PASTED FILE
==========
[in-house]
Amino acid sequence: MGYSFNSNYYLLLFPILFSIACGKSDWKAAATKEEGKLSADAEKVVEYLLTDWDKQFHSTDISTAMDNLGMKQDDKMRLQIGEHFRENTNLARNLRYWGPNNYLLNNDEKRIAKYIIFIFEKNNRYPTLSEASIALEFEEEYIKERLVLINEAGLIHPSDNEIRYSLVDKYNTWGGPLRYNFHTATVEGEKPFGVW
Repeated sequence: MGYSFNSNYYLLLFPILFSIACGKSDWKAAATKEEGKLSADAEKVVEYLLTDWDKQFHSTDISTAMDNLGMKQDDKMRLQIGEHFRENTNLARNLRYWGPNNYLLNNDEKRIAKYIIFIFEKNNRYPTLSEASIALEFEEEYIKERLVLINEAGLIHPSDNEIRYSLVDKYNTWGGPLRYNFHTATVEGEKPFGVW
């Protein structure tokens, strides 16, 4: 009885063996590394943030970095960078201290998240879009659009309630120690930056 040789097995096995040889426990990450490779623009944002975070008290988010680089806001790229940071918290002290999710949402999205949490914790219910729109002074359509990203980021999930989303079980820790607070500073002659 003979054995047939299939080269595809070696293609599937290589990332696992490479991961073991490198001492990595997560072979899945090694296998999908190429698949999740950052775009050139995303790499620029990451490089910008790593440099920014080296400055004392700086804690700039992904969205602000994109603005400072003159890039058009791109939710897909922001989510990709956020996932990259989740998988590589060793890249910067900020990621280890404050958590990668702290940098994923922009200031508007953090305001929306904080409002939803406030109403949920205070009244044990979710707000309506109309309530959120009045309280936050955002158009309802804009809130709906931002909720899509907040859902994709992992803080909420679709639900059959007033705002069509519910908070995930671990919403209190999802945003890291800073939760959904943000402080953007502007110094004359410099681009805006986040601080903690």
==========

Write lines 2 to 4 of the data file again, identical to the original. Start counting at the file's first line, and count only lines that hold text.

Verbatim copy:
Amino acid sequence: MGYSFNSNYYLLLFPILFSIACGKSDWKAAATKEEGKLSADAEKVVEYLLTDWDKQFHSTDISTAMDNLGMKQDDKMRLQIGEHFRENTNLARNLRYWGPNNYLLNNDEKRIAKYIIFIFEKNNRYPTLSEASIALEFEEEYIKERLVLINEAGLIHPSDNEIRYSLVDKYNTWGGPLRYNFHTATVEGEKPFGVW
Repeated sequence: MGYSFNSNYYLLLFPILFSIACGKSDWKAAATKEEGKLSADAEKVVEYLLTDWDKQFHSTDISTAMDNLGMKQDDKMRLQIGEHFRENTNLARNLRYWGPNNYLLNNDEKRIAKYIIFIFEKNNRYPTLSEASIALEFEEEYIKERLVLINEAGLIHPSDNEIRYSLVDKYNTWGGPLRYNFHTATVEGEKPFGVW
């Protein structure tokens, strides 16, 4: 009885063996590394943030970095960078201290998240879009659009309630120690930056 040789097995096995040889426990990450490779623009944002975070008290988010680089806001790229940071918290002290999710949402999205949490914790219910729109002074359509990203980021999930989303079980820790607070500073002659 003979054995047939299939080269595809070696293609599937290589990332696992490479991961073991490198001492990595997560072979899945090694296998999908190429698949999740950052775009050139995303790499620029990451490089910008790593440099920014080296400055004392700086804690700039992904969205602000994109603005400072003159890039058009791109939710897909922001989510990709956020996932990259989740998988590589060793890249910067900020990621280890404050958590990668702290940098994923922009200031508007953090305001929306904080409002939803406030109403949920205070009244044990979710707000309506109309309530959120009045309280936050955002158009309802804009809130709906931002909720899509907040859902994709992992803080909420679709639900059959007033705002069509519910908070995930671990919403209190999802945003890291800073939760959904943000402080953007502007110094004359410099681009805006986040601080903690």